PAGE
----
It is monday night and I’m currently sitting in a sonic drive-in parking spot, not ordering or eating delicious ice cream creations, but instead waiting for my car to cool off. My hood is up because it started to overheat and turning the heater on as soon as I saw the smoke rising up did diddly squat so I pulled in here and parked. (I have since learned that turning the A/C on so the fans go is more efficient). I was heading to the coffee shop to write the blog post for tomorrow and some other writing work.

But instead, I’ve been here for about 45 minutes now. The whole ordeal has reminded me about one of my shortcomings that I’m grateful life forces me to practice bettering: accepting help.

Sometimes I’m bad about accepting help, and but I’m always bad about asking for it.

I’ve always been this way. I mean, I’ll ask for help if it’s convenient and there’s someone right there and it’s truly easier. The problem is, often someone is not right there and it actually requires asking for something from someone. A sacrifice. Or, in my mind, a debt. And I have a bookie heart and a bookie mind and I want to make sure that I always have a positive balance in the debt scale.

I’m like Switzerland in that way. When I studied abroad there at a small international school, someone said something about that Swiss way once.

They said each country could be summed up in one word. And if Switzerland had one most important word, it would be security (or self-sufficiency). They help other countries out, sure, but they don’t depend on anyone but themselves. They’re neutral, and if everything goes to crap, they’ll be unaffected because they have no stake for their survival on anyone else’s claims.

I heard that and I thought: That’s me. I’m Switzerland. I loan people money but don’t often borrow. I love helping people out and offer my help freely, but when it comes to my own tasks I do them alone or at least figure them out myself.

I’m capable in lots of ways, and the ways I’m ignorant have now been limited even further by my having a computer in my pocket at all times allowing me to google things like “My car is overheating, what should I do?” Which is what I was about to do after I’d opened the hood, seen something leaking from underneath my car, and then checked my oil levels (because those are about the only things I know how to do under the hood of a car).

But right then as I was finishing checking my oil and thus concluding the steps I knew to take, a car pulled up next to me and this sweet couple my parent’s age asked if I needed help. I told them what I knew of what was happening and the man says, “do you mind if I take a look?”

Do I mind? Do I mind if you help me? 

His phrasing made it seem like I was the one being asked of, not him. I immediately accepted his offer to help because I was in a realm where really either my phone or a person would need to tell me what else to do, and it might as well be the person with knowledge standing there right with me in the steam of my hot hot car.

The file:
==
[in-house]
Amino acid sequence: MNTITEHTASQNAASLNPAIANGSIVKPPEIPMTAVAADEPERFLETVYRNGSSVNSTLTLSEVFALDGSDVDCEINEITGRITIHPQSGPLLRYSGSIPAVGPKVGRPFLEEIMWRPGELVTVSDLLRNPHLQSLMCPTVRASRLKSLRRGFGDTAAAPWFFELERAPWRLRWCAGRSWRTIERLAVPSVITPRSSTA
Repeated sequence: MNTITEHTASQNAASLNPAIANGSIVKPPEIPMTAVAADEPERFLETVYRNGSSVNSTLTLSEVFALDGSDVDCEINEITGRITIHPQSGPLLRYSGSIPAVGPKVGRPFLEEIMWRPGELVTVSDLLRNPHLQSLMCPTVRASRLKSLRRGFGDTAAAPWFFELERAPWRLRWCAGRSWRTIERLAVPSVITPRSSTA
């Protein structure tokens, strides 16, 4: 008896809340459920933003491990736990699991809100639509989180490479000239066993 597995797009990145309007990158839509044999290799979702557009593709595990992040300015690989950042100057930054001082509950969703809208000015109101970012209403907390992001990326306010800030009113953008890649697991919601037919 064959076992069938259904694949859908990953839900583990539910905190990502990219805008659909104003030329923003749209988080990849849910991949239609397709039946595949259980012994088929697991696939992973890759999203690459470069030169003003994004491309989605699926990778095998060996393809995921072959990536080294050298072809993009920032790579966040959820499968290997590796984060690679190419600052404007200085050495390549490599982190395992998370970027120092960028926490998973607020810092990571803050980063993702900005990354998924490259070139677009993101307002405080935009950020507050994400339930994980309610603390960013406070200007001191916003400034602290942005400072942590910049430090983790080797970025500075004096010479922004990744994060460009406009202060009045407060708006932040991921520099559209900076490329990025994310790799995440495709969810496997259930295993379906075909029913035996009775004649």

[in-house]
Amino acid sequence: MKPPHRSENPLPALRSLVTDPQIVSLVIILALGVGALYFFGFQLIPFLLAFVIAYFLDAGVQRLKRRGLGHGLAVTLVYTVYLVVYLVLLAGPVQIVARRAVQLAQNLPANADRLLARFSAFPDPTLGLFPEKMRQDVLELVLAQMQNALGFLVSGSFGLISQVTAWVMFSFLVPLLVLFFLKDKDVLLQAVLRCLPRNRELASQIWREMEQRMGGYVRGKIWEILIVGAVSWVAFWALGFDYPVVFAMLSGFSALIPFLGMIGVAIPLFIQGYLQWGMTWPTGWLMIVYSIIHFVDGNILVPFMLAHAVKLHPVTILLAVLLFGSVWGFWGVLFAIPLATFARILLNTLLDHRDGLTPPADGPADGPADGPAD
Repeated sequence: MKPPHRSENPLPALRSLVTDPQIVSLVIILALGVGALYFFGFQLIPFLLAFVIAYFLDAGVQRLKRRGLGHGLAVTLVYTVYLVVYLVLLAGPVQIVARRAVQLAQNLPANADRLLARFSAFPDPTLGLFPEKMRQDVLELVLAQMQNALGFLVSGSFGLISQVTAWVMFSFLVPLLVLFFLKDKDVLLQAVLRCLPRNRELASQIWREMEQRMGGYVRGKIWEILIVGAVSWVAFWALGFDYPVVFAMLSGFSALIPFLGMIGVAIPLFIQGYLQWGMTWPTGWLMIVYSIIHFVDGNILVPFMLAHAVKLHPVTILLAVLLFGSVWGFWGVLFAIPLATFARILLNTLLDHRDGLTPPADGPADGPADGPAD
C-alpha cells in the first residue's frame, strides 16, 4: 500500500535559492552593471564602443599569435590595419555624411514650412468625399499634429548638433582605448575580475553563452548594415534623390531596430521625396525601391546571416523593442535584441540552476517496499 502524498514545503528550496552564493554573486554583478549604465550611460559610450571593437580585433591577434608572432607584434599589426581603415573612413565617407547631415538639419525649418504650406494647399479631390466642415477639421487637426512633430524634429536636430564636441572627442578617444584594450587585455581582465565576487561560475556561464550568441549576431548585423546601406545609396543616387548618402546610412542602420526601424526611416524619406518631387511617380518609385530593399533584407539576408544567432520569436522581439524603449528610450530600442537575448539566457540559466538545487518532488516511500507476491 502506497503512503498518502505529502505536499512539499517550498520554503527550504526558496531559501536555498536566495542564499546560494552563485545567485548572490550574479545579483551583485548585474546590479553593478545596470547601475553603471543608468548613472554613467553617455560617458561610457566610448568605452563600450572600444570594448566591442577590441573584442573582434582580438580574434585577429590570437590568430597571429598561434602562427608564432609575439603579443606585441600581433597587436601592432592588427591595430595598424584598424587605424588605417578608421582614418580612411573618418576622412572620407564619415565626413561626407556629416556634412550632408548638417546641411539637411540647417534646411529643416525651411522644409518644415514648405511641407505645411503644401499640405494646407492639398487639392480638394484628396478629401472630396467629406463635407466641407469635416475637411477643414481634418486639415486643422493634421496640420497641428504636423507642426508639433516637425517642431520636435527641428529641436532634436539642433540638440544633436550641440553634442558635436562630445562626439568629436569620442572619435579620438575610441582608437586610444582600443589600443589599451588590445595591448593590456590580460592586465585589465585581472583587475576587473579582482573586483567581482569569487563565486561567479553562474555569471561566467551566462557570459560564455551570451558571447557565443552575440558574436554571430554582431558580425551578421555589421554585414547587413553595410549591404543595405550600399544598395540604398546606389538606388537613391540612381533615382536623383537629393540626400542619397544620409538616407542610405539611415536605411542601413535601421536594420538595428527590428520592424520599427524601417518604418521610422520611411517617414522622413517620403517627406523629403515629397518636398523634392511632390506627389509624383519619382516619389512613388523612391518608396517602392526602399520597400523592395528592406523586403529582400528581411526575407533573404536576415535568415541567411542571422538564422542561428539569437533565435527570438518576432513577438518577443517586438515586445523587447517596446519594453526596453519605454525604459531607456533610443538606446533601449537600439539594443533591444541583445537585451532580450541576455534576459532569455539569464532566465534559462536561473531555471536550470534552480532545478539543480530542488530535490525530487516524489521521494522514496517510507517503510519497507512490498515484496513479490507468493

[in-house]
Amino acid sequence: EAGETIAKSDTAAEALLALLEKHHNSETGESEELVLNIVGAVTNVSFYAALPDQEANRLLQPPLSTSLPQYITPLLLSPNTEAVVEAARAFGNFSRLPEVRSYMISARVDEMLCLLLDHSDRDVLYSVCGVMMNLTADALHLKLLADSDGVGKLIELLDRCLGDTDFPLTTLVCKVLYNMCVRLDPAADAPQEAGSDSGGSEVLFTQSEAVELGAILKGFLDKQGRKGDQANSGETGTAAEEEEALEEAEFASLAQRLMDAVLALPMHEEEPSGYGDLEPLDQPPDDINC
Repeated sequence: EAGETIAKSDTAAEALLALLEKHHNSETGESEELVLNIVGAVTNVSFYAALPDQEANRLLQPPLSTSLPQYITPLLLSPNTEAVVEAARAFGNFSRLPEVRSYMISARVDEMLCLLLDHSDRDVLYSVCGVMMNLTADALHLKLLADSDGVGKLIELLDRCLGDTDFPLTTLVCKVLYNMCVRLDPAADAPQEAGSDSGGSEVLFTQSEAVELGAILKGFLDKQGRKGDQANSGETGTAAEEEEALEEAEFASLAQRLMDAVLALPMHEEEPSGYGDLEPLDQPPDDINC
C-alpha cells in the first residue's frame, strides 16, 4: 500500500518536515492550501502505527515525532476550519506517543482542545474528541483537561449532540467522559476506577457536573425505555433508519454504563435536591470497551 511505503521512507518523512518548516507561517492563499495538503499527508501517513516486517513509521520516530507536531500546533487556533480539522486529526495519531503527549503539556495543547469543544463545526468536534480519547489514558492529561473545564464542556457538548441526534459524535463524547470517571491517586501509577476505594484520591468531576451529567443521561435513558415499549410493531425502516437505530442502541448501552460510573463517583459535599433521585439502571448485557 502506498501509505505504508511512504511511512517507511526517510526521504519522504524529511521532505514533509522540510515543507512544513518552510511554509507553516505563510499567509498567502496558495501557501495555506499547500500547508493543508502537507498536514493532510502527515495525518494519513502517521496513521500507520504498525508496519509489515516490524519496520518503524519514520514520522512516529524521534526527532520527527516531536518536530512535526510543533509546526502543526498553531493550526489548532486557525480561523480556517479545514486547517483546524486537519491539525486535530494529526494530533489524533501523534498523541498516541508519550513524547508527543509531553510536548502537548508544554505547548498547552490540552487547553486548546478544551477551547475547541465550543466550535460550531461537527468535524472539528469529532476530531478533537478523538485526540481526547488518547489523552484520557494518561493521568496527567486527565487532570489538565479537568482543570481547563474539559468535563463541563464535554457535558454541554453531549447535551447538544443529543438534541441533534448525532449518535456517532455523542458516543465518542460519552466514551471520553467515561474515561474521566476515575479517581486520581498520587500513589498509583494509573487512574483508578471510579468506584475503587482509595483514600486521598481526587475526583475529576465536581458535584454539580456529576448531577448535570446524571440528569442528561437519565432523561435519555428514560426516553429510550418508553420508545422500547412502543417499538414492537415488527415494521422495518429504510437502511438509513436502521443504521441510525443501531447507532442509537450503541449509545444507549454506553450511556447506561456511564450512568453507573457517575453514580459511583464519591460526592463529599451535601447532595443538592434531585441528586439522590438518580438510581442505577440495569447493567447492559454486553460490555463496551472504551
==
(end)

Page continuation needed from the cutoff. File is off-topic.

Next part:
I grew up spending a lot of time on the sides of roads with broken down cars waiting for someone who might stop and then go call a tow truck for us because cell phones weren’t big yet. Then luckily came the days when cell phones became more popular — we didn’t have any yet, but some people did, and we’d just have to wait for one of those people to stop and call for us. Then came the days where my mom did get a cell phone, and we just had to wait for the tow truck to get there.

Slowly our time spent waiting for help got less and less, and then eventually my parents bought newer cars that didn’t break down every week which was really a wonderful change of pace.

But what I learned on the sides of those roads was that sometimes, (especially with cars breaking down), it’s not only that you HAVE to ask for help… it’s that you don’t even really get to ask most times. You’re at the mercy of those around you who see your implicit need for help and stop to assist.

Now, with cell phones, a lot less people stop to help, because we assume we can all help ourselves. If you’re not calling your own tow truck, you’re looking up “my car is overheating what do I do?” on your smart phone. Our phones have increased our Swissness.

Luckily I live in the midwest now, and the Swiss self-sufficiency mentality hasn’t saturated the place yet, so I was still lucky enough to have people stop to help and force me to get out of my Swiss comfort zone in a good way.

Usually when I am in a bind, I take care of it alone and quietly. I usually won’t even mention it to people later, I just figure it out and move on. Take it in stride, as they say. But, while I’m not glad my car is overheating, it’s good for me to practice being dependent on the help of others sometimes. And there’s nothing like a hood popped up on a car at a Sonic Drive-In at night in Kansas with a young woman behind the wheel to say to the world around me “Hey, hey guys. I might be in a bind. I might need a little help.”

Now if only I’d practice that at other times, too, I might be on to something.

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Jo O’Hanlon is an adventurer and storyteller. She tries to be honest about the ugly and hard parts of life, and the beautiful parts too. This blog is one of the places she shares her thoughts and stories.

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